Air New Zealand is abandoning its Fifth Freedom route between Los Angeles and London. Will United step up with a second daily flight?
Air New Zealand has served London since 1982. Until a few years ago, Air New Zealand ran a round-the-world service, flying from Auckland to Los Angeles to London to Hong Kong to Auckland on NZ1/2. First, Air New Zealand suspended its Hong Kong to London service, citing competitive pressures. Now it is using similar language to explain its total departure from London.
Today Kiwis have more than twice the number of ways to fly to London than a decade ago and preferences have changed. Less than seven percent of all airline travelers between Auckland and London chose to fly via Los Angeles last year.
At the same time, the Atlantic has become one of the most hotly contested routes in the world and Air New Zealand lacks the home market advantages and scale of the North American and European airlines we’re up against.
With the suspension of this route, Air New Zealand will terminate the positions of 130 cabin staff who exclusively serve the LA to London route. That’s a lot of staff for one Fifth Freedom flight. Air New Zealand will make efforts to offer these crewmembers different positions in the airline, including a potential relocation to Auckland.
An Opportunity For United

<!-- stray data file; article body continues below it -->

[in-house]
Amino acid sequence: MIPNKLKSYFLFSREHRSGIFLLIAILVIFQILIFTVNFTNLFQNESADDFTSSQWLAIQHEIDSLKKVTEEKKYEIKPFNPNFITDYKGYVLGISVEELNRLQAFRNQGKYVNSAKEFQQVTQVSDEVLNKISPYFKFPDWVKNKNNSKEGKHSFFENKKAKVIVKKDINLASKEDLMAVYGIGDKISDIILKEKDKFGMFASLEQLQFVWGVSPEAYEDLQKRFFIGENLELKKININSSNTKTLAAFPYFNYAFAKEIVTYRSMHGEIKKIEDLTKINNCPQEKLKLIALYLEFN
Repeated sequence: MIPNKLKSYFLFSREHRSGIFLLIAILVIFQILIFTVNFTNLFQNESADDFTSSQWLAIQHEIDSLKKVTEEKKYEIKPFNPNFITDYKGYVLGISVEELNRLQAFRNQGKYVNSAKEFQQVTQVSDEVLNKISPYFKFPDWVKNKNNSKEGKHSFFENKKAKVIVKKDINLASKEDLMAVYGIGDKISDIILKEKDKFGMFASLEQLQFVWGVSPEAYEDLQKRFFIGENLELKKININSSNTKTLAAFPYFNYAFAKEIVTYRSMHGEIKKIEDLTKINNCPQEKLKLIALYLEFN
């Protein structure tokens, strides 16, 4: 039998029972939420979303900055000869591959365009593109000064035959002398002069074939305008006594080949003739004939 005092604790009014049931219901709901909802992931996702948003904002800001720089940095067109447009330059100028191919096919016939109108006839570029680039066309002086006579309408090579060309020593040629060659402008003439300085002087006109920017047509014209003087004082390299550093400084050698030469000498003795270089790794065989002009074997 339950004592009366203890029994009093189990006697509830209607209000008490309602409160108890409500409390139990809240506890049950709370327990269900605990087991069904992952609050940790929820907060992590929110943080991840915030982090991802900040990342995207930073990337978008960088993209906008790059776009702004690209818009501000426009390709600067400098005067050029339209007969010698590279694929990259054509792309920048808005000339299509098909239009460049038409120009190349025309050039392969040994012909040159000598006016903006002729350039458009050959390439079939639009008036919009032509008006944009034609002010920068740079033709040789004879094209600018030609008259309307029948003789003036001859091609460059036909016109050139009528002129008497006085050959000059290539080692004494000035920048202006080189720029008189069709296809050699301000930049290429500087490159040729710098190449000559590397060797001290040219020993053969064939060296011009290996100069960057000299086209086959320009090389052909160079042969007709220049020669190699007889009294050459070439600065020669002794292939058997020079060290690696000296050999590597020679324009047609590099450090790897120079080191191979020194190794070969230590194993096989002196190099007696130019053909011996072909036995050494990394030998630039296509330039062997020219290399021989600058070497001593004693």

United and Air New Zealand are not only Star Alliance partners, but joint venture partners. With Air New Zealand’s suspension of LAX-LHR, might United add a second daily from flight between LAX and LHR.
You might recall that in 2016 United announced it would double up on LAX-LHR. The new flight was loaded into the schedule and many tickets were sold. But in early 2017, United abandoned the new flight, citing weak demand.
With Air New Zealand gone, United may have additional incentive to consider that second daily service. UA923 currently departs at 5:30PM. A midday or late evening departure would complement the existing service nicely.
United’s decision to add a second flight to Heathrow is not continent upon gaining Air New Zealand’s slot. I would not be surprised if Air New Zealand sold or leased it to United, but even if it sold the slot to the highest bidder, United could shift one of its flights from Newark. That too would be a commercial decision, well beyond my pay grade. The point is simply that United could add this flight no matter what Air New Zealand does with its slot.
Horrible International Connection At LAX
Any discussion on this topic is not complete without first identifying an issue that likely made Air New Zealand’s Los Angeles to London service a far less attractive option.
All passengers transiting through the USA must clear passport control and customs, even if they are just connecting. With horrible lines, gruff agents, and a generally arduous process, who would want to fly to London via Los Angeles when you could do so via Singapore, Bangkok, Doha, Abu Dhabi, or Dubai? Each of those airports make the transit experience far more enjoyable than the mess that is LAX.
Even when all the refurbishment at LAX are complete, transiting will still require exactly what it entails now. You cannot blame passengers for seeking to avoid this.
United has a great opportunity to double up service between Los Angeles and London. Even if just seasonal, offer a second flight would show commitment to its LAX hub and provide greater flexibility for passengers.
image: Prayitno / Flickr